A team of cancer scientists has discovered a new aspect of 'metabolic transformation', the process whereby tumour cells adapt and survive under conditions that would kill normal cells.
Their findings show how breast cancer cells can thrive when deprived of their usual diet of glucose (sugar) and oxygen by turning to fatty acids for energy generation.
"Our results demonstrate that a protein not previously associated with breast cancer is involved in helping these cells to adapt to starvation conditions and to continue their uncontrolled growth," said Tak Mak, principal investigator and Director, The Campbell Family Institute for Breast Cancer Research at Princess Margaret Hospital.
The researchers used an anticancer drug called rapamycin to block a molecular signalling pathway within breast cancer cells that stimulates sugar metabolism. However, instead of dying of starvation, the cells continued to multiply.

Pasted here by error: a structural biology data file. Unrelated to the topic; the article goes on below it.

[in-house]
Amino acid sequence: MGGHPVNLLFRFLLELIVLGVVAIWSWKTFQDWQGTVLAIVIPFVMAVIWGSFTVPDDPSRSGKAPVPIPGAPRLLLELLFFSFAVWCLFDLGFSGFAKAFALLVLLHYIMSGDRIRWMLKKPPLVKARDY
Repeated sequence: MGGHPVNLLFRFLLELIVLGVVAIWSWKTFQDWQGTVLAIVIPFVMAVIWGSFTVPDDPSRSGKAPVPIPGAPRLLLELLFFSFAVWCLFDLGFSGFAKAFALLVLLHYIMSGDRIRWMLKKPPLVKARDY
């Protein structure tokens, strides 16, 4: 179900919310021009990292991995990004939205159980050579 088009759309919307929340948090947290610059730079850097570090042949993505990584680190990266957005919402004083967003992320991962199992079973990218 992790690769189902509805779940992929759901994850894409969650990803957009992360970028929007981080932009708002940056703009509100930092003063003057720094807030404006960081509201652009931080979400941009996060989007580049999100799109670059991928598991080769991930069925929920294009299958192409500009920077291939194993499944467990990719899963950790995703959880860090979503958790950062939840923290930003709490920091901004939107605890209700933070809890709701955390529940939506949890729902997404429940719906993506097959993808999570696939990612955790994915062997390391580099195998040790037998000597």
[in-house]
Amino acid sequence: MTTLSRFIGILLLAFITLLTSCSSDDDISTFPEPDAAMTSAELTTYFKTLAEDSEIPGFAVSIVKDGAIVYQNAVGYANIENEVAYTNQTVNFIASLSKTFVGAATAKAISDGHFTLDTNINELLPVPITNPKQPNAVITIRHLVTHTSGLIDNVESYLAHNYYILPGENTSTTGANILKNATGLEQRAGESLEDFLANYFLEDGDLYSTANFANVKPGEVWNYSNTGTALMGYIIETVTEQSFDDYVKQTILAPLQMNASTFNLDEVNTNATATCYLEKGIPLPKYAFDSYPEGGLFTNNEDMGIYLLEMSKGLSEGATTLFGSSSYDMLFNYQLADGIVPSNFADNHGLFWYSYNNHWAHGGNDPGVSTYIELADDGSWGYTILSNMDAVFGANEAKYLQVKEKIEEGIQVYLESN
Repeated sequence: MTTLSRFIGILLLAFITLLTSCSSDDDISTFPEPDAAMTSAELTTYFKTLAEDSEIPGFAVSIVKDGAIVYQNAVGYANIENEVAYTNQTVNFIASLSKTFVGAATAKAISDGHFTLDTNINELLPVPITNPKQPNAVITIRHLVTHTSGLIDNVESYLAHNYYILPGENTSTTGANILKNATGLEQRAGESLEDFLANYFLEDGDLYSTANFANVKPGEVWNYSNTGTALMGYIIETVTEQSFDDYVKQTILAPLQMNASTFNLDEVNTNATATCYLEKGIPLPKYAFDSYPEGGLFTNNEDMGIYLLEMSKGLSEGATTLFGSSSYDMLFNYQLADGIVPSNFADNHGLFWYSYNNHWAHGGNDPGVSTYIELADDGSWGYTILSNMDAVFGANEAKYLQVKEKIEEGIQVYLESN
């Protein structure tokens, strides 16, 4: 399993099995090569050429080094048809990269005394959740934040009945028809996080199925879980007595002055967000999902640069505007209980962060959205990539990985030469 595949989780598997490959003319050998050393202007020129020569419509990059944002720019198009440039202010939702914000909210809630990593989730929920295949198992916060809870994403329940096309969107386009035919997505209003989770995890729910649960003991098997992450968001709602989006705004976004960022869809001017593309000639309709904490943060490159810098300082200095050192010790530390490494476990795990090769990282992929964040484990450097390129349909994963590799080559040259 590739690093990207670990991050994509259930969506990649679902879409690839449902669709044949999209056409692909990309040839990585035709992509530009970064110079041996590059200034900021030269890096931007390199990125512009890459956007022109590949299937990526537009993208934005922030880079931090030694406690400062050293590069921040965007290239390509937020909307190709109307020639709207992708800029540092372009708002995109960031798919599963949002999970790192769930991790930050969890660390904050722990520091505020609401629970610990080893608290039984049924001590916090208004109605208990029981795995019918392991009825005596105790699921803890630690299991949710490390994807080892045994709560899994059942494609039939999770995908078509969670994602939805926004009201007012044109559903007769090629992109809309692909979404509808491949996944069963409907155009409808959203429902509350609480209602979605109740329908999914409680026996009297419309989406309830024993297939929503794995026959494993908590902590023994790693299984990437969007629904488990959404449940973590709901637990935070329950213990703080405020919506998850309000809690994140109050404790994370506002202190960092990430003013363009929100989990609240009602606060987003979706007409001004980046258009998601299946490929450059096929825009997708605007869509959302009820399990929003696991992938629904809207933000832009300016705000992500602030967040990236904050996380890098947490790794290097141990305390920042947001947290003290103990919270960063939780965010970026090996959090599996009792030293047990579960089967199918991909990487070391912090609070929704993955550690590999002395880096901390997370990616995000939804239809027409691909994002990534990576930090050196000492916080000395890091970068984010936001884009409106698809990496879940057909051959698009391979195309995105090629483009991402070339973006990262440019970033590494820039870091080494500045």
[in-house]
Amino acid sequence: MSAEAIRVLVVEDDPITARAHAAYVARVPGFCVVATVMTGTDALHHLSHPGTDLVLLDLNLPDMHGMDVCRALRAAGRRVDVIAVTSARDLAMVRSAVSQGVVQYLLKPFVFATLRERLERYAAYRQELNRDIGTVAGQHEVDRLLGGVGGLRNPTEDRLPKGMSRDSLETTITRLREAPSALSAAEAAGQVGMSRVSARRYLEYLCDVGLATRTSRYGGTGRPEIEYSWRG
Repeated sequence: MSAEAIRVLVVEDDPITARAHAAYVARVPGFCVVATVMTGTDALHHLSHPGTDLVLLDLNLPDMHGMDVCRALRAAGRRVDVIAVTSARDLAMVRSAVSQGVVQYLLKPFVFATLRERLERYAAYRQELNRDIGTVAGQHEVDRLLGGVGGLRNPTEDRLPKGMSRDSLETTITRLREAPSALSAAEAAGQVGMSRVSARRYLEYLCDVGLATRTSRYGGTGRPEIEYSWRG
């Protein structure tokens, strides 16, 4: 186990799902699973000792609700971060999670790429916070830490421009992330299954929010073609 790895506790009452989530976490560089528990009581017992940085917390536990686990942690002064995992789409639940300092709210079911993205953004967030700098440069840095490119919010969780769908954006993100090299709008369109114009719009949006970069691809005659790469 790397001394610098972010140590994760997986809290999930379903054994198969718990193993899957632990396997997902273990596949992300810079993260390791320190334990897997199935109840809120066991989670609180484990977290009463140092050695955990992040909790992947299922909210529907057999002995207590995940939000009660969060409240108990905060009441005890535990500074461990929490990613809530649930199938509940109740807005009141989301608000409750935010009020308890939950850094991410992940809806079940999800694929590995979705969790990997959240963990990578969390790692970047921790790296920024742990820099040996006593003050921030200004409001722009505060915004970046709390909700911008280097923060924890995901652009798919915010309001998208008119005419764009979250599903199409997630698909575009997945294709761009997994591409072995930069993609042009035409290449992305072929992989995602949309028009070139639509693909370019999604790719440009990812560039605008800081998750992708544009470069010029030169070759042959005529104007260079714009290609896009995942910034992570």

The team also observed an increase in these cells of carnitine palmitoyltransferase 1C (CPT1C), a protein usually found only in the brains of healthy individuals. Moreover, cells engineered to produce high levels of CPT1C were also able to adapt their metabolism as a survival technique.
"In other words, the cancer cells acted like cheaters on a diet and found a new food source in fatty acids," said Mak.
"The fact that CPT1C becomes expressed under conditions of metabolic stress highlights the resilience of cancer cells. They are able to adapt to environmental challenges and find alternative sources of food in order to flourish where healthy cells would not survive."
"Our discovery that deprivation of either sugar or oxygen spurs CPT1C expression in tumour cells marks this protein as a potential target for new drug development," Mak added.
The study was recently published in Genes and Development.